Use this URL to cite or link to this record in EThOS: http://ethos.bl.uk/OrderDetails.do?uin=uk.bl.ethos.251263
Title: A statistically meaningful approach to the setting of environmental standards
Author: Bown, Marion Haley.
Awarding Body: Nottingham Trent University
Current Institution: Nottingham Trent University
Date of Award: 2002
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Abstract:
Most countries aim to regulate and protect the state of our environment under a system of environmental standards to control the level of certain pollutants present in various media of concern. Many such standards are often set without due consideration of uncertainty and variation and based on poorly defined principles. A sound statisticallybased approach to setting environmental standards can be based on the statistically verifiable ideal standard (SVIS) of Barnett and O'Hagan (1997). The SVIS is developed and practical implications of its use considered in terms of applications to pollution situations in air, water and soil, working in co-operation with relevant bodies. Developments include a non-parametric binomial approach and quantile testing for several simple parent pollutant distributions; properties of these approaches are examined in detail. A best linear unbiased quantile estimator (BLUQE) is examined, and 5% and 1 % critical values for the 0.95 and 0.99 BLUQE tabulated for use in an approximate significance testing procedure. This work is extended to a BLUQE for ranked set sampling, demonstrating impressive efficiency gains. Assessment of the SVIS using composite sample data is also investigated, with major improvements in test perrormance over the use of the commonly accepted 'divide-by-n' rule for critical value calculation. Following Barnett and O'Hagan (1997), the problem of setting directly equivalent compatible standards at different stages of the pollutant cause-effect chain is investigated. A statistically verifiable ideal guard point standard with two levels is also developed to avoid benefit of the doubt in testing procedures for standards, and its use demonstrated for both normal and gamma parent pollutant distributions. A reference point standard is proposed for a spatially dependent pollutant variable, with a krigingbased testing procedure. Finally, a 'hotspot' identification procedure is also developed, using outlier methods and composite sampling. The work concludes with suggestions for further related research.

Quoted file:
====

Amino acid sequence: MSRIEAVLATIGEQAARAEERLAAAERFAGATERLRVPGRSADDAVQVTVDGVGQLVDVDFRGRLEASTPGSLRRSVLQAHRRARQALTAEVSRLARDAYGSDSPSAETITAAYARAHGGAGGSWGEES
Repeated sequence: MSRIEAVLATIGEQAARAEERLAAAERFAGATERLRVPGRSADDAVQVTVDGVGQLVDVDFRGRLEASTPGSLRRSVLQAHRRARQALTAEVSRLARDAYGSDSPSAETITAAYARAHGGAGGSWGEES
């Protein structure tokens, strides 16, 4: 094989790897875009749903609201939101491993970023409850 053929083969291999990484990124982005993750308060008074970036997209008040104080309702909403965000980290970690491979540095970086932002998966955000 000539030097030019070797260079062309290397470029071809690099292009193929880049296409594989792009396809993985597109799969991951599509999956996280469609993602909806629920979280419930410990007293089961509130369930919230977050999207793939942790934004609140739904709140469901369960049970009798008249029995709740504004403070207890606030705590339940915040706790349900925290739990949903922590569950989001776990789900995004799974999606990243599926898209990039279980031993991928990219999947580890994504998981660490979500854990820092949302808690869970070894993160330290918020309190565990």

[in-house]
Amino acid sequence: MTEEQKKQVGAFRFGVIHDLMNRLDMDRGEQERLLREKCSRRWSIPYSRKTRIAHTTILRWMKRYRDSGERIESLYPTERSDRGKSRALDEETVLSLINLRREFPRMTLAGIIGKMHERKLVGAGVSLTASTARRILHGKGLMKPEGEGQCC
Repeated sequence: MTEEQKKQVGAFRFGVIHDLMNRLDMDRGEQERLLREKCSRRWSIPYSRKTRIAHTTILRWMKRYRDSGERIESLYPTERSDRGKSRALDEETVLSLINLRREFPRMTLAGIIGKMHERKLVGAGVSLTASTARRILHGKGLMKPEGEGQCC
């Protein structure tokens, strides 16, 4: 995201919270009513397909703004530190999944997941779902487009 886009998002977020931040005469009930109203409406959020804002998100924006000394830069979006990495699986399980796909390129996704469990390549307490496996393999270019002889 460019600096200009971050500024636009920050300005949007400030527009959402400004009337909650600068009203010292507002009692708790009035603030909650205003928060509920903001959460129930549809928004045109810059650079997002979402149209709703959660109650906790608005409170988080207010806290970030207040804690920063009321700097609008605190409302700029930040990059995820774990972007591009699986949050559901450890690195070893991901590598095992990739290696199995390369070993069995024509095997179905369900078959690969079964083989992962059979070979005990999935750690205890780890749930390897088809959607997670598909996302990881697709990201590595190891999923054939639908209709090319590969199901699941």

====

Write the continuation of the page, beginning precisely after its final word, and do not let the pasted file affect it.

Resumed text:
Supervisor: Not available Sponsor: Not available
Qualification Name: Thesis (Ph.D.) Qualification Level: Doctoral
EThOS ID: uk.bl.ethos.251263  DOI: Not available
Keywords: Pollution control Environmental protection Pollution Mathematical statistics Operations research
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